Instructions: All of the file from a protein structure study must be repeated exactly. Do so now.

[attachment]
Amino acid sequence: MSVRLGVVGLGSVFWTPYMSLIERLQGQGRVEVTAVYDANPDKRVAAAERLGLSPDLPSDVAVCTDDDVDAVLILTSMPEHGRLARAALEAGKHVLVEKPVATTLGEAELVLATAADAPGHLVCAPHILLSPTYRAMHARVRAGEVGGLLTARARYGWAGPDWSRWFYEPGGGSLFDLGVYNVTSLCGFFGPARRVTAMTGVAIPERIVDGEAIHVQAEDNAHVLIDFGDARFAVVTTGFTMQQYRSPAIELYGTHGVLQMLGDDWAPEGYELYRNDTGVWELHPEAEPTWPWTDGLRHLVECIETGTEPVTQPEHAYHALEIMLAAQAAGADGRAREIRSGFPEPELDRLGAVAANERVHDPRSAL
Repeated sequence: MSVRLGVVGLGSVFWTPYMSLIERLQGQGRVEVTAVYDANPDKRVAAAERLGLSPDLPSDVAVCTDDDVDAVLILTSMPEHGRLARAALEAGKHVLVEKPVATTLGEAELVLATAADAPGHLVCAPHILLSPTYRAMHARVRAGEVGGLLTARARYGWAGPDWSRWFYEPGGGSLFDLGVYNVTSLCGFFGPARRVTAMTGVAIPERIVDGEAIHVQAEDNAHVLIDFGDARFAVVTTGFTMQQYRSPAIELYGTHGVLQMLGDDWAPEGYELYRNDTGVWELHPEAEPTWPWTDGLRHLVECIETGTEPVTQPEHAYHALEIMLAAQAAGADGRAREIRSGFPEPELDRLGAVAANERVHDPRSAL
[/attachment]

Amino acid sequence: MSVRLGVVGLGSVFWTPYMSLIERLQGQGRVEVTAVYDANPDKRVAAAERLGLSPDLPSDVAVCTDDDVDAVLILTSMPEHGRLARAALEAGKHVLVEKPVATTLGEAELVLATAADAPGHLVCAPHILLSPTYRAMHARVRAGEVGGLLTARARYGWAGPDWSRWFYEPGGGSLFDLGVYNVTSLCGFFGPARRVTAMTGVAIPERIVDGEAIHVQAEDNAHVLIDFGDARFAVVTTGFTMQQYRSPAIELYGTHGVLQMLGDDWAPEGYELYRNDTGVWELHPEAEPTWPWTDGLRHLVECIETGTEPVTQPEHAYHALEIMLAAQAAGADGRAREIRSGFPEPELDRLGAVAANERVHDPRSAL
Repeated sequence: MSVRLGVVGLGSVFWTPYMSLIERLQGQGRVEVTAVYDANPDKRVAAAERLGLSPDLPSDVAVCTDDDVDAVLILTSMPEHGRLARAALEAGKHVLVEKPVATTLGEAELVLATAADAPGHLVCAPHILLSPTYRAMHARVRAGEVGGLLTARARYGWAGPDWSRWFYEPGGGSLFDLGVYNVTSLCGFFGPARRVTAMTGVAIPERIVDGEAIHVQAEDNAHVLIDFGDARFAVVTTGFTMQQYRSPAIELYGTHGVLQMLGDDWAPEGYELYRNDTGVWELHPEAEPTWPWTDGLRHLVECIETGTEPVTQPEHAYHALEIMLAAQAAGADGRAREIRSGFPEPELDRLGAVAANERVHDPRSAL